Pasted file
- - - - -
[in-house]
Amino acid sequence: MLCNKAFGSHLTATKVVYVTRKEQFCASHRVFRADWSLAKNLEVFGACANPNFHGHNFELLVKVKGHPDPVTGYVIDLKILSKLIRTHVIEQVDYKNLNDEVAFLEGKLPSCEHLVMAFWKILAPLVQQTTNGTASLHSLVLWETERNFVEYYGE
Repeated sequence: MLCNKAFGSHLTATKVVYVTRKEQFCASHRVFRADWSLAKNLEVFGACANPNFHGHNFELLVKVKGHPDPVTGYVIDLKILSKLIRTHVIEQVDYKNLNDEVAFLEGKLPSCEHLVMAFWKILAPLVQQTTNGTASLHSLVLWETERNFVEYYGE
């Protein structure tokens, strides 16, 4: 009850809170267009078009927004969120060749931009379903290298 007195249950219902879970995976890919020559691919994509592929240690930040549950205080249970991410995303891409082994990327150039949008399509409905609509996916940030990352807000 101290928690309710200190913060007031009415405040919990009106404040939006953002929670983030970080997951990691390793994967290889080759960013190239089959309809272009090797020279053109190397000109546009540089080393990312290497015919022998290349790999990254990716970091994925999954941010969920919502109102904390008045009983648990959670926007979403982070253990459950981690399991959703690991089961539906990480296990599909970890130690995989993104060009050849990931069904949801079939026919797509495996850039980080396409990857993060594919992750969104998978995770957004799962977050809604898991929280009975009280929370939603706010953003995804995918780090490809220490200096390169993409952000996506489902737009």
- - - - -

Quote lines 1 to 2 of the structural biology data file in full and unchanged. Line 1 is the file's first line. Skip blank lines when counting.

[in-house]
Amino acid sequence: MLCNKAFGSHLTATKVVYVTRKEQFCASHRVFRADWSLAKNLEVFGACANPNFHGHNFELLVKVKGHPDPVTGYVIDLKILSKLIRTHVIEQVDYKNLNDEVAFLEGKLPSCEHLVMAFWKILAPLVQQTTNGTASLHSLVLWETERNFVEYYGE